Discussion Papers 1903, I, 43 S.
Daniel Graeber, Alexander S. Kritikos, Johannes Seebauer
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Published in: Journal of Population Economics 34 (2021), S. 1141–1187
We investigate how the economic consequences of the pandemic, and of the government-mandated measures to contain its spread, affected the self-employed relative to employed individuals in Germany and, secondly, to what extent the female self-employed were more strongly hit than their male counterparts. For our analysis, we use representative, real-time survey data where respondents are asked about their situation during the COVID-19 pandemic. Our findings indicate that self-employed individuals were much more likely to suffer income losses than employees. Among the self-employed, women were 35% more likely to experience income losses than men, as women are disproportionately working in industries that are more severely affected by the COVID-19 pandemic. We conclude that future policy measures intended to mitigate such shocks should account for this variation in economic hardship.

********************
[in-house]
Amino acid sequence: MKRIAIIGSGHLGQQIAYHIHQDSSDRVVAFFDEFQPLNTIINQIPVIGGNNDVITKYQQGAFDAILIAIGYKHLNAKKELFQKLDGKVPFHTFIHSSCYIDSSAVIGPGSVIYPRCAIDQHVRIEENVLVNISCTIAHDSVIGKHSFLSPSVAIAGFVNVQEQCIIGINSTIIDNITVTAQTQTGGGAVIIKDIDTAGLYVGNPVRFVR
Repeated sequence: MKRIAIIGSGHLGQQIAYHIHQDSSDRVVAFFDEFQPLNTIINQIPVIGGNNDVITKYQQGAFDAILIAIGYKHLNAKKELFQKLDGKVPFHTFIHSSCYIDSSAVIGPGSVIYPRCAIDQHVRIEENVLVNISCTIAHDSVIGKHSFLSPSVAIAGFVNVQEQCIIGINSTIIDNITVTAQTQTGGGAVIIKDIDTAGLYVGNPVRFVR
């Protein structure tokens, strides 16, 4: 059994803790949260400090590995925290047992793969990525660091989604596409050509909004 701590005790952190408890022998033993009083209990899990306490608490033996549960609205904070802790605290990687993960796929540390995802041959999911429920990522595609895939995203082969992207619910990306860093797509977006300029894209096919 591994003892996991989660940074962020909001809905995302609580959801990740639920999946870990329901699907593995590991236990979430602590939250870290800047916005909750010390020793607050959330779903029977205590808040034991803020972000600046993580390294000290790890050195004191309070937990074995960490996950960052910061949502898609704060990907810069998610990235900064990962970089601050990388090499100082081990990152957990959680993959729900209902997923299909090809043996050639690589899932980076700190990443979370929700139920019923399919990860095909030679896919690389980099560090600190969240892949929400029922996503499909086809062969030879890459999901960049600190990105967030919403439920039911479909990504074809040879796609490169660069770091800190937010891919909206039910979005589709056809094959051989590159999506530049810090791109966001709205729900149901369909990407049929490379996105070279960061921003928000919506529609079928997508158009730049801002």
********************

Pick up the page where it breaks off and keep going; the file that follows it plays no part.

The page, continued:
Keywords: Self-employed, COVID-19, income, gender, representative real-time survey data, decomposition methods
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